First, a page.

I published an article in the most recent edition of the John Marshall Review of Intellectual Property Law surveying the application of the Twombly “plausibility” pleading standard, in place of the former any set of facts regime, to patent cases — The Uneven Application of Twombly in Patent Cases: An Argument for Leveling the Playing Field (click here to read it). I found that district courts have largely followed the Federal Circuit’s one case addressing Twombly, which unfortunately involved a pro se plaintiff, and held that Twombly did not change the pleading standards for patent plaintiffs. But despite that ruling, many district courts are requiring that patent defendants plead affirmative defenses and, in some cases, counterclaims to the higher plausibility standard. This creates a harmful dichotomy which can be remedied in two ways: 1) as some courts already do, use strict Local Patent Rules to require early disclosures of plaintiff’s claims followed in short order by defendant’s defenses; or 2) as at least the Western District of Wisconsin already does, require patent plaintiffs to identify the asserted claims and the accused products. Either or both level the playing field for the parties and come at little cost to plaintiffs who already have a Fed. R. Civ. P. 11 pre-suit investigation requirement.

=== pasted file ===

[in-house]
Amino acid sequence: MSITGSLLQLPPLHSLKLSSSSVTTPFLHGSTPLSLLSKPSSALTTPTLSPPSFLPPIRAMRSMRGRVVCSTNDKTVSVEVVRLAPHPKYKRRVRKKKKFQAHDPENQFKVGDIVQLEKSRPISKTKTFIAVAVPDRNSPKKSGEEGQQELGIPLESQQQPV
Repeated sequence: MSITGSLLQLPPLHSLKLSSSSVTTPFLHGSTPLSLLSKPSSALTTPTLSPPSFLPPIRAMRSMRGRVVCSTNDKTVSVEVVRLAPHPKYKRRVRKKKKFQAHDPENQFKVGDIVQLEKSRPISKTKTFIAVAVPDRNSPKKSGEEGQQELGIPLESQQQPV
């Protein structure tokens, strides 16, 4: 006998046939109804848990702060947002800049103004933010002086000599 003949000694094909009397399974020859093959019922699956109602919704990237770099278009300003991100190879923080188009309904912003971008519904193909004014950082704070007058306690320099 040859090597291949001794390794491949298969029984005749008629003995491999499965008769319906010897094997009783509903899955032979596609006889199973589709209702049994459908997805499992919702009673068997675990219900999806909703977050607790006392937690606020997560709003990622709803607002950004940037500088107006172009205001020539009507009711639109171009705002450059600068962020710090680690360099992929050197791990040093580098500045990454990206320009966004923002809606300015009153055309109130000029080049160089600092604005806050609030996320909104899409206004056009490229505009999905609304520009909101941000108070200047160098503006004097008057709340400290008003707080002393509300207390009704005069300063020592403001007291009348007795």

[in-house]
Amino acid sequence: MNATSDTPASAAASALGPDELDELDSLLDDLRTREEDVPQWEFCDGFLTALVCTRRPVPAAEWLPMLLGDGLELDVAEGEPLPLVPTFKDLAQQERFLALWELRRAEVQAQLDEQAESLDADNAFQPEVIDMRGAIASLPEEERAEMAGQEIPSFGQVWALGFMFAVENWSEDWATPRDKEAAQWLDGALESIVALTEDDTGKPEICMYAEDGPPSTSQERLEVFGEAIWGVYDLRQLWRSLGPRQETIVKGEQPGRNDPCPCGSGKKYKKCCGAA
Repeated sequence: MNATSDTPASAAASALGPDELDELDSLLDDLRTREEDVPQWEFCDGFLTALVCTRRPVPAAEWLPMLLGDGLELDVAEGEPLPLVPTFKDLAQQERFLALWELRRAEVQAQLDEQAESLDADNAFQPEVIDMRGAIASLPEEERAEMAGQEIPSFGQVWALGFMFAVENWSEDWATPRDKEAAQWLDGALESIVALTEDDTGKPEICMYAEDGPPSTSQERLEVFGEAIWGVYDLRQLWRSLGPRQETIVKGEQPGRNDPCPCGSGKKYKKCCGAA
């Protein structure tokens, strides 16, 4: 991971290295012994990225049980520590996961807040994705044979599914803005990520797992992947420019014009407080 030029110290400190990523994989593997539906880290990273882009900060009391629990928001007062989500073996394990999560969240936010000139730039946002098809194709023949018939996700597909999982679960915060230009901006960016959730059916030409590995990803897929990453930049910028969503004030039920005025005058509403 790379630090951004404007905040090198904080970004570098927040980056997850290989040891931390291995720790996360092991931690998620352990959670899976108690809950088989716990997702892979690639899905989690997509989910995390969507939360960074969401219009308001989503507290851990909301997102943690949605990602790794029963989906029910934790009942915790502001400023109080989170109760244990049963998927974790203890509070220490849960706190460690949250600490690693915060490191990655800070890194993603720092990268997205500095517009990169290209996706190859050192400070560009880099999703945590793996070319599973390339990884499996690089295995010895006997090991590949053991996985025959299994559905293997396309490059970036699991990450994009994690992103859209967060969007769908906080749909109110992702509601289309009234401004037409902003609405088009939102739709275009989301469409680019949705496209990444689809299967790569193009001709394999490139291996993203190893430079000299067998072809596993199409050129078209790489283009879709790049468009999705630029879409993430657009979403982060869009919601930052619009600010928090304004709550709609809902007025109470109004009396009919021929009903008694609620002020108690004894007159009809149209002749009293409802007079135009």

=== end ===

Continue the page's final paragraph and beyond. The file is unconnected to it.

In addition to my article, there are several excellent pieces in Volume 8, Issue 1 of Review of Intellectual Property Law, including:
European IP attorney Paul Cole provides a Eurpoean view of the KSR obviousness standard — click here to read the article;
Timothy Trainer looks at inconsistent international application of TRIPS and discusses what can be done to better protect intellectual property worldwide — click here to read the article.
Lawrence Ebert (of IPBiz fame) draws lessons from the patenting and licensing of the transistor — click here to read the article;
Vangelis Economou argues that a covenant not to sue should not destroy a court’s declaratory judgment jurisdiction over a patent defendant’s invalidity and inequitable conduct counterclaims and that the Federal Circuit should overturn its Super Sack decision — click here to read the article;
Nicholas Dernick looked at sovereign immunity — click here to read the comment;
Graham Liccardi considered the Computer Fraud & Abuse Act as a vehicle for getting federal jurisdiction of trade secret disputes — click here to read the comment; and
Mark Petrolis argued that fair use should not be an absolute defense to a moral rights violation — click here to read the comment.